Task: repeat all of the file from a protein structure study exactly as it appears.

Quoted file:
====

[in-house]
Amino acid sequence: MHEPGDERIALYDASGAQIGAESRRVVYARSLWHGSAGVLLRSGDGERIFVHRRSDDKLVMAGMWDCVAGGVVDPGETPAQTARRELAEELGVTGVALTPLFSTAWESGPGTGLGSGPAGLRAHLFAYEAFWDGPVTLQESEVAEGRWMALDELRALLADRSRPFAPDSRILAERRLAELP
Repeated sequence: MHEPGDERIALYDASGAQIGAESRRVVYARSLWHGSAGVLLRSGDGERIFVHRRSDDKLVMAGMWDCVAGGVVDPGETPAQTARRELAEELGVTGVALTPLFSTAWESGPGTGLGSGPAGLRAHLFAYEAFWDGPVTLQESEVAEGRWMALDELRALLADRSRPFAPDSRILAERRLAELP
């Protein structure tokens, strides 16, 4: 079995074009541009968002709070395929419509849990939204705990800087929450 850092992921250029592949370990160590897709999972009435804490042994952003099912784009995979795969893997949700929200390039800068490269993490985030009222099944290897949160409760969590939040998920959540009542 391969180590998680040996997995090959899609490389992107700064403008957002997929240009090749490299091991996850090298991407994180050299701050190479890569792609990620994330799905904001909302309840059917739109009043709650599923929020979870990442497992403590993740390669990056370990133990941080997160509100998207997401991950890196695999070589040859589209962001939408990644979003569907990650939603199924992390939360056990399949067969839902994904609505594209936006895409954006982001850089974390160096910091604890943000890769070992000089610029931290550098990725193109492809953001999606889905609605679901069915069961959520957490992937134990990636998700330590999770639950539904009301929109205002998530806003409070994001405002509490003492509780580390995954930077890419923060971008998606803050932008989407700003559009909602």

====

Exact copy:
[in-house]
Amino acid sequence: MHEPGDERIALYDASGAQIGAESRRVVYARSLWHGSAGVLLRSGDGERIFVHRRSDDKLVMAGMWDCVAGGVVDPGETPAQTARRELAEELGVTGVALTPLFSTAWESGPGTGLGSGPAGLRAHLFAYEAFWDGPVTLQESEVAEGRWMALDELRALLADRSRPFAPDSRILAERRLAELP
Repeated sequence: MHEPGDERIALYDASGAQIGAESRRVVYARSLWHGSAGVLLRSGDGERIFVHRRSDDKLVMAGMWDCVAGGVVDPGETPAQTARRELAEELGVTGVALTPLFSTAWESGPGTGLGSGPAGLRAHLFAYEAFWDGPVTLQESEVAEGRWMALDELRALLADRSRPFAPDSRILAERRLAELP
């Protein structure tokens, strides 16, 4: 079995074009541009968002709070395929419509849990939204705990800087929450 850092992921250029592949370990160590897709999972009435804490042994952003099912784009995979795969893997949700929200390039800068490269993490985030009222099944290897949160409760969590939040998920959540009542 391969180590998680040996997995090959899609490389992107700064403008957002997929240009090749490299091991996850090298991407994180050299701050190479890569792609990620994330799905904001909302309840059917739109009043709650599923929020979870990442497992403590993740390669990056370990133990941080997160509100998207997401991950890196695999070589040859589209962001939408990644979003569907990650939603199924992390939360056990399949067969839902994904609505594209936006895409954006982001850089974390160096910091604890943000890769070992000089610029931290550098990725193109492809953001999606889905609605679901069915069961959520957490992937134990990636998700330590999770639950539904009301929109205002998530806003409070994001405002509490003492509780580390995954930077890419923060971008998606803050932008989407700003559009909602």